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A break-even analysis for dementia care collaboration: Partners in Dementia Care.

Morgan RO, Bass DM, Judge KS, Liu CF, Wilson N, Snow AL, Pirraglia P, Garcia-Maldonado M, Raia P, Fouladi NN, Kunik ME. A break-even analysis for dementia care collaboration: Partners in Dementia Care. Journal of general internal medicine. 2015 Jun 1; 30(6):804-9.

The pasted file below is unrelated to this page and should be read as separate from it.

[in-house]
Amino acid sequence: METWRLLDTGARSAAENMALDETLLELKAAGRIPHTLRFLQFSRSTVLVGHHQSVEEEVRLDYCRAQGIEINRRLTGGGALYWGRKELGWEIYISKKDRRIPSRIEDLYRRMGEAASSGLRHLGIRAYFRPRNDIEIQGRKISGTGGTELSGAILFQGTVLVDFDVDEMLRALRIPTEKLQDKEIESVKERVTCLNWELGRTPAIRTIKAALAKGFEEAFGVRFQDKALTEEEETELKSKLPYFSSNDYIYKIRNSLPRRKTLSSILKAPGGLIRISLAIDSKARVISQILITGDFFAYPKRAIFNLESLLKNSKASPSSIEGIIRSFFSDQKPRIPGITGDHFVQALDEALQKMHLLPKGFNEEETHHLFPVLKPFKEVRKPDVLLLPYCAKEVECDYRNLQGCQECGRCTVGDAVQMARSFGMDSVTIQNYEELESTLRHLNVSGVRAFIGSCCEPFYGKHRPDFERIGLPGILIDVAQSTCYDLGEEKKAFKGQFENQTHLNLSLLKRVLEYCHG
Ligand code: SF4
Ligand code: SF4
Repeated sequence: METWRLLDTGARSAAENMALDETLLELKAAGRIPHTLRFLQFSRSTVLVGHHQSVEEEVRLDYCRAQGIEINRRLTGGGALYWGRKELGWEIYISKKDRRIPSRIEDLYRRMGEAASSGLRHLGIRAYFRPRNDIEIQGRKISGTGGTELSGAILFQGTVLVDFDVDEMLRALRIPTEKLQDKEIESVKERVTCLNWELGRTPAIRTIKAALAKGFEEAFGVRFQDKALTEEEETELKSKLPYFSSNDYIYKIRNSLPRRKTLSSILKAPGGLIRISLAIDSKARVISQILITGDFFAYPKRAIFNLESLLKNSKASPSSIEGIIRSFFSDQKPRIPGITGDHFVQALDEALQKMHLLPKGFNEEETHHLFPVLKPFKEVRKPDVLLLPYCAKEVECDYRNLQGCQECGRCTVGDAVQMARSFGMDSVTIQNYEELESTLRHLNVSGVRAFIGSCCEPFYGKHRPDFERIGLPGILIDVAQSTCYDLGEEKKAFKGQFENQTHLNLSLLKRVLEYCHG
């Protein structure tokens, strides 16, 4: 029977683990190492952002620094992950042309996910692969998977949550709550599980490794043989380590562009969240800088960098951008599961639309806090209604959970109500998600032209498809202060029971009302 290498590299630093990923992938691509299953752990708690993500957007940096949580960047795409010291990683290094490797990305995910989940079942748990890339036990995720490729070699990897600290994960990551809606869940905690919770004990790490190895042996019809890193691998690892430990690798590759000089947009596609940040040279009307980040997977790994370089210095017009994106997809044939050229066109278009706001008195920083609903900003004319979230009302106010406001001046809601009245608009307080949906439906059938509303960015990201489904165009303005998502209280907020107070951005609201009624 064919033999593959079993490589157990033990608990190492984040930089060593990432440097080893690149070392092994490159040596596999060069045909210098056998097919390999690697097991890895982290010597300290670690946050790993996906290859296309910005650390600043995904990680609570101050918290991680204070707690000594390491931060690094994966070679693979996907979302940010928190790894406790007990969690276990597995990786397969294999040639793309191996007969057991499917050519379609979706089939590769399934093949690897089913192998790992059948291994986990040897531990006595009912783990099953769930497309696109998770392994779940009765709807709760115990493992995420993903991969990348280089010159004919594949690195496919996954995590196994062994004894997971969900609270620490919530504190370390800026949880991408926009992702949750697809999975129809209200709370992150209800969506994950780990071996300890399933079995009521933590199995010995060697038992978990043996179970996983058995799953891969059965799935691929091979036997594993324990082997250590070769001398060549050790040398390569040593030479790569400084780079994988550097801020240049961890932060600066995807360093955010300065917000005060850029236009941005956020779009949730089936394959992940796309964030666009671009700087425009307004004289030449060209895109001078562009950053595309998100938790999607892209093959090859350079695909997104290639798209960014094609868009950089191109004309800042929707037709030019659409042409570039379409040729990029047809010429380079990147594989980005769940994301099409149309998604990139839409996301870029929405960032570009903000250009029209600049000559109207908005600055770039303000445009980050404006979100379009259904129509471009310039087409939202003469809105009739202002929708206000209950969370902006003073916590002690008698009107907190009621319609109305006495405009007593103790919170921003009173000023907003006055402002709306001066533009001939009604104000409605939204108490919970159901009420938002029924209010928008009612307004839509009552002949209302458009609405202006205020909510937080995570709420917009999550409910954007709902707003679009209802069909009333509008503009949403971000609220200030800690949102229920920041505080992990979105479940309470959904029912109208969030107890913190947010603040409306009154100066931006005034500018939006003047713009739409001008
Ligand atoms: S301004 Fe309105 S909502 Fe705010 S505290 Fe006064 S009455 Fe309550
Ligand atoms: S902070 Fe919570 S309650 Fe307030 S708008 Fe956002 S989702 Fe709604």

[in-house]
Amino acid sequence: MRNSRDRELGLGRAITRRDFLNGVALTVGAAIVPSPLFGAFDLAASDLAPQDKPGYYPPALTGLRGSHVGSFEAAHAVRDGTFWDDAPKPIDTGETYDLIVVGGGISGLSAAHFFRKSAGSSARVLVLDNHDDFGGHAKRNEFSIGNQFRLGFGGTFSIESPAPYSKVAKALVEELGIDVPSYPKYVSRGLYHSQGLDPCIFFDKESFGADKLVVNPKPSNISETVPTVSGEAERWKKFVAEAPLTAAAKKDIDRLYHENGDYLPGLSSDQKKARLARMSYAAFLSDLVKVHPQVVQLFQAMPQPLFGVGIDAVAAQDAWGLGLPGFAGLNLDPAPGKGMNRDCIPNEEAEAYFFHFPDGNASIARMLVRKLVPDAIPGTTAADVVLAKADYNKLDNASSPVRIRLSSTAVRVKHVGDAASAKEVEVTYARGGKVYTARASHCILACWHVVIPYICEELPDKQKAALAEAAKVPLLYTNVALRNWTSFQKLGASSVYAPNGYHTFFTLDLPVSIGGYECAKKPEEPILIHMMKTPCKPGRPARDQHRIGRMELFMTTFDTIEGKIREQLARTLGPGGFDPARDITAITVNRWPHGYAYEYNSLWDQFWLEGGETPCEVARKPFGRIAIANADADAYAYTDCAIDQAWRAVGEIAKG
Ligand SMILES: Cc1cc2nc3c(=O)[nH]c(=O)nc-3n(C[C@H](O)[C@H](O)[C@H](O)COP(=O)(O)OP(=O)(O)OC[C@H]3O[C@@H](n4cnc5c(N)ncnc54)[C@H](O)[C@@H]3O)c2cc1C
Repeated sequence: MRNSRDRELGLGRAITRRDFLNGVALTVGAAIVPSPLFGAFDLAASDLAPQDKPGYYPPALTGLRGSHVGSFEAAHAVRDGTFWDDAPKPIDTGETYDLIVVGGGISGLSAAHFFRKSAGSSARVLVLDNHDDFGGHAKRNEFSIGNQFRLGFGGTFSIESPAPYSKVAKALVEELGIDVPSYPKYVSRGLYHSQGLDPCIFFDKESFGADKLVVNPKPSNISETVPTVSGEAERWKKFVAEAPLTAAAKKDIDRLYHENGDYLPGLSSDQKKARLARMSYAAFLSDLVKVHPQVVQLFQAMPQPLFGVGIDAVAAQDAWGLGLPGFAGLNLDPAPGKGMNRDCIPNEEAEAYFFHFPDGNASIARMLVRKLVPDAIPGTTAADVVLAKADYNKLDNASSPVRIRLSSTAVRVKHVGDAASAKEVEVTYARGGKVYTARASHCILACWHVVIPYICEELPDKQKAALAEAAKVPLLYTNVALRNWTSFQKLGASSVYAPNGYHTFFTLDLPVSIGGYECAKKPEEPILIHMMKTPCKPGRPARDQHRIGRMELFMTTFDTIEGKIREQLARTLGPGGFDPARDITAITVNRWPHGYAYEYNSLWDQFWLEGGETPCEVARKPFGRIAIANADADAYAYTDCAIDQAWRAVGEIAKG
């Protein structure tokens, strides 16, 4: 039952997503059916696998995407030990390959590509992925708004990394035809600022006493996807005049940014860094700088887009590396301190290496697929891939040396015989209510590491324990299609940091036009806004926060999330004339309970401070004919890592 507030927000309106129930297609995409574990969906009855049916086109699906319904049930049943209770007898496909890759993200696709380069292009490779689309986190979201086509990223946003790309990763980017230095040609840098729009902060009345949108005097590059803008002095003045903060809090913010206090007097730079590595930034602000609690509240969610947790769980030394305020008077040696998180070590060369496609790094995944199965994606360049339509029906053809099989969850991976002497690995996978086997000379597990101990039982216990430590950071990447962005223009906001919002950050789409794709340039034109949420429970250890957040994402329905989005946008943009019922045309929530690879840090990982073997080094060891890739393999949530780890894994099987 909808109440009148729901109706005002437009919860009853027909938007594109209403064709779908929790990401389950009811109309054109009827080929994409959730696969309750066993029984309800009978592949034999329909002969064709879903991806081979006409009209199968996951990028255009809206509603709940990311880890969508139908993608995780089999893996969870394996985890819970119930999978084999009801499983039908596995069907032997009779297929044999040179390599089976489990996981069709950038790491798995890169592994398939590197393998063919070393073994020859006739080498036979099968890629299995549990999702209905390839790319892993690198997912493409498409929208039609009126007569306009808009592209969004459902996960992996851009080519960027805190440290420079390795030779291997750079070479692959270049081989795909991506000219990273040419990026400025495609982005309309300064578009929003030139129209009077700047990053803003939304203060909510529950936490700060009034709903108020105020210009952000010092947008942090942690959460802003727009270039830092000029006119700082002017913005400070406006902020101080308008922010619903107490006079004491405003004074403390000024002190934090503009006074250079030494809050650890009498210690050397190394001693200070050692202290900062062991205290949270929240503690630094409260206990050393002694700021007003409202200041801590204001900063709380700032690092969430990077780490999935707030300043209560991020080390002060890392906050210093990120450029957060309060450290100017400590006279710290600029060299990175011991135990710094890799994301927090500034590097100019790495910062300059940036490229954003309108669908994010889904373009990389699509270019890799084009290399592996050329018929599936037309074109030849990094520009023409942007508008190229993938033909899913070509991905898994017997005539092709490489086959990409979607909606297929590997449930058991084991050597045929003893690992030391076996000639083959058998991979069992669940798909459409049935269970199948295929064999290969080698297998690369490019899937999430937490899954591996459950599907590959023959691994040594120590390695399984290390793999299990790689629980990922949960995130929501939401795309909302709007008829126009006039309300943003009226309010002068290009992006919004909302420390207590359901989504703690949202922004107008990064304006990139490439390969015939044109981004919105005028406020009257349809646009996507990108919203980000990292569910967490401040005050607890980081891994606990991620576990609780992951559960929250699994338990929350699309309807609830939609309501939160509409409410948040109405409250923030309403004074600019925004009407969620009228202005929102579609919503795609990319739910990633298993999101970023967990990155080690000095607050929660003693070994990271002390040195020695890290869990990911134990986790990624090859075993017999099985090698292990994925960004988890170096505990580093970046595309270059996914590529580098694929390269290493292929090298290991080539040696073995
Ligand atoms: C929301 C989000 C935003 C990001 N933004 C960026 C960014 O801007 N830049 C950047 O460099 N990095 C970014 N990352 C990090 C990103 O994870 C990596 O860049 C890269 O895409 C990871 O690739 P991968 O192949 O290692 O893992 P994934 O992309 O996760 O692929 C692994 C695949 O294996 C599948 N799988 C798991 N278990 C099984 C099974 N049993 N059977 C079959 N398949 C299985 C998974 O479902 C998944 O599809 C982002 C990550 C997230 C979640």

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BACKGROUND: Dementia is a costly disease. People with dementia, their families, and their friends are affected on personal, emotional, and financial levels. Prior work has shown that the "Partners in Dementia Care" (PDC) intervention addresses unmet needs and improves psychosocial outcomes and satisfaction with care. OBJECTIVE: We examined whether PDC reduced direct Veterans Health Administration (VHA) health care costs compared with usual care. DESIGN: This study was a cost analysis of the PDC intervention in a 30-month trial involving five VHA medical centers. PARTICIPANTS: Study subjects were veterans (N = 434) 50 years of age and older with dementia and their caregivers at two intervention (N = 269) and three comparison sites (N = 165). INTERVENTIONS: PDC is a telephone-based care coordination and support service for veterans with dementia and their caregivers, delivered through partnerships between VHA medical centers and local Alzheimer's Association chapters. MAIN MEASURES: We tested for differences in total VHA health care costs, including hospital, emergency department, nursing home, outpatient, and pharmacy costs, as well as program costs for intervention participants. Covariates included caregiver reports of veterans' cognitive impairment, behavior problems, and personal care dependencies. We used linear mixed model regression to model change in log total cost post-baseline over a 1-year follow-up period. KEY RESULTS: Intervention participants showed higher VHA costs than usual-care participants both before and after the intervention but did not differ significantly regarding change in log costs from pre- to post-baseline periods. Pre-baseline log cost (p = 0.001), baseline cognitive impairment (p = 0.05), number of personal care dependencies (p = 0.01), and VA service priority (p = 0.01) all predicted change in log total cost. CONCLUSIONS: These analyses show that PDC meets veterans' needs without significantly increasing VHA health care costs. PDC addresses the priority area of care coordination in the National Plan to Address Alzheimer's Disease, offering a low-cost, structured, protocol-driven, evidence-based method for effectively delivering care coordination.

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